[Papercut Press] 2002-01-22 - Epitaphs

Part 1

Genesis 25:8 And Abraham breathed his last and died in a ripe old age, an old man and satisfied with life; and he was gathered to his people.

From time to time I like to change things around in these devotionals just to keep it interesting. As many of you know, I like the older writers, and while what I intend to present today is from a book only 200 years old, it is still interesting. I have actually been looking for this book to present this to you for over a year. I finally found it buried in my library.

If you know anything about old time preachers you know that they always urged their congregations to consider their mortality. The phrase, "I don't know if I will see some of you next week," was common in sermons 200-400 years ago. The idea being that we never know when we might meet the Lord.

Our next breath could be our last. So today, I present some old time gravestone epitaphs to you. I have a lot of them (43), so I might do this again some time. In the end, I hope that the wisdom from these real gravestones will cause you to pause and remember your own mortality while being mindful that only those things that are done for Christ will last. We really can't take it with us. Here are a few: (notice the poetic nature of them)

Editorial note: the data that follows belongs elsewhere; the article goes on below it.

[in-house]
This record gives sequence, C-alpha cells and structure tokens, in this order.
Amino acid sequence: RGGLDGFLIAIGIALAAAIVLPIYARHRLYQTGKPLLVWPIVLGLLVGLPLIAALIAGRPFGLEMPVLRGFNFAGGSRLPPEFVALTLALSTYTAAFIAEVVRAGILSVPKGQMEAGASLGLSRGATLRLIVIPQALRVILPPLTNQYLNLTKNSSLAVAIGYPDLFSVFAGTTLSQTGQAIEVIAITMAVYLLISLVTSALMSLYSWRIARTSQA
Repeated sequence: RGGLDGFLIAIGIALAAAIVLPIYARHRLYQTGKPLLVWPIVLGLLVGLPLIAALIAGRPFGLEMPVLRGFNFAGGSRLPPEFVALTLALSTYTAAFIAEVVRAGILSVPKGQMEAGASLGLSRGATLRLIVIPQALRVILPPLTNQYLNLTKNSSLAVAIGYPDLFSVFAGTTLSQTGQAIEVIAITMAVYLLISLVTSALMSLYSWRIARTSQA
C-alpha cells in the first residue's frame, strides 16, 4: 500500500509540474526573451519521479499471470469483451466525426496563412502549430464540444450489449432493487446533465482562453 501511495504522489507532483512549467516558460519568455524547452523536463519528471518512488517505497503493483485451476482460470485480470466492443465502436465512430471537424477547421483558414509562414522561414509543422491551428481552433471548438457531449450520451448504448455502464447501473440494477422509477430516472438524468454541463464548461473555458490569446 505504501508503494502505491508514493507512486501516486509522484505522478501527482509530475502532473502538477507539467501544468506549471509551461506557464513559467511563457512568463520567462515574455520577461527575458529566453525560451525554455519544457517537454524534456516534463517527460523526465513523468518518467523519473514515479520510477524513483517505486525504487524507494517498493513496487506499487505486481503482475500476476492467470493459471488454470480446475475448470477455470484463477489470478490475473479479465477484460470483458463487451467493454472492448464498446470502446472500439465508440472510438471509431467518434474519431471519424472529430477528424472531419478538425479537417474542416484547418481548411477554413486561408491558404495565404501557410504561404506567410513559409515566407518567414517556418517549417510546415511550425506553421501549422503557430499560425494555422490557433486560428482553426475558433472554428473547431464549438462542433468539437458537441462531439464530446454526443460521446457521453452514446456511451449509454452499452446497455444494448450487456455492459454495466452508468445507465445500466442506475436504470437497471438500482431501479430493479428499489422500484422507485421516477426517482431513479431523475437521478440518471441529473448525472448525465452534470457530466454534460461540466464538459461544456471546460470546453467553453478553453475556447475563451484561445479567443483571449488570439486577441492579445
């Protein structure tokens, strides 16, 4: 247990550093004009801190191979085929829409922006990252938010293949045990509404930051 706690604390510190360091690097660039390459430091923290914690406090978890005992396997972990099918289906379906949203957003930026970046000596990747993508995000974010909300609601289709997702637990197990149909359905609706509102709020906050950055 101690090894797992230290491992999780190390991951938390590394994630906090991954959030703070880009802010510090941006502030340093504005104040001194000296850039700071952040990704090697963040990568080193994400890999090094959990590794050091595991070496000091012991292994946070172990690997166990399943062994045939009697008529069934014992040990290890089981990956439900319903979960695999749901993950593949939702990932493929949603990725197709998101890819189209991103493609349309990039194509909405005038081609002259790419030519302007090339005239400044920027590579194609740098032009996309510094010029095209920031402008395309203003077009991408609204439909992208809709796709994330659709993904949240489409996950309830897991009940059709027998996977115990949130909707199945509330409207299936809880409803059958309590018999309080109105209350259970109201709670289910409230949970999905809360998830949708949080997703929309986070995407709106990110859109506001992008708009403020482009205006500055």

1. Sinner, awake; approach the grave:
    And while thine eyes the scene survey,
    Look unto Him who came to save,
    And bids thee live an endless day.
  2. Mourn not, with unavailing grief, the loss
    Of friends escap'd from all this mortal strife,
    Who fix'd their hopes on their Redeemer's cross,
    And find in him the Way, the Truth, the Life.
  3. On the grave of an infant
    Weep not for an infant's death,
    Here he rests from all alarms;
    When he yielded up his breath,
    Christ receiv'd him to his arms.
  4. On a sudden death
    Swift flew th' appointed messenger of death,
    And in a moment stopp'd the mortal breath;
    Art thou prepar'd as suddenly to die?
    'Tis mercy's call -- O! listen to the cry.
  5. Large were his pastures, and his fields well till'd,
    His harvests plenteous, and his barns were fill'd;
    But, when his heart had all that it desir'd,
    One night, his soul, the Lord, by death, requir'd.
    Now all his earthly store avails him not;
    He must depart; and what will be his lot?
    Hark! From his grave the warning accents toll --
    "All gain is loss, if gain'd with loss of soul."
"But God said to him, 'You fool! This very night your soul is required of you; and now who will own what you have prepared?' So is the man wholays up treasure for himself, and is not rich towards God," Luke 12:20,21.

Soli Deo Gloria,

T-

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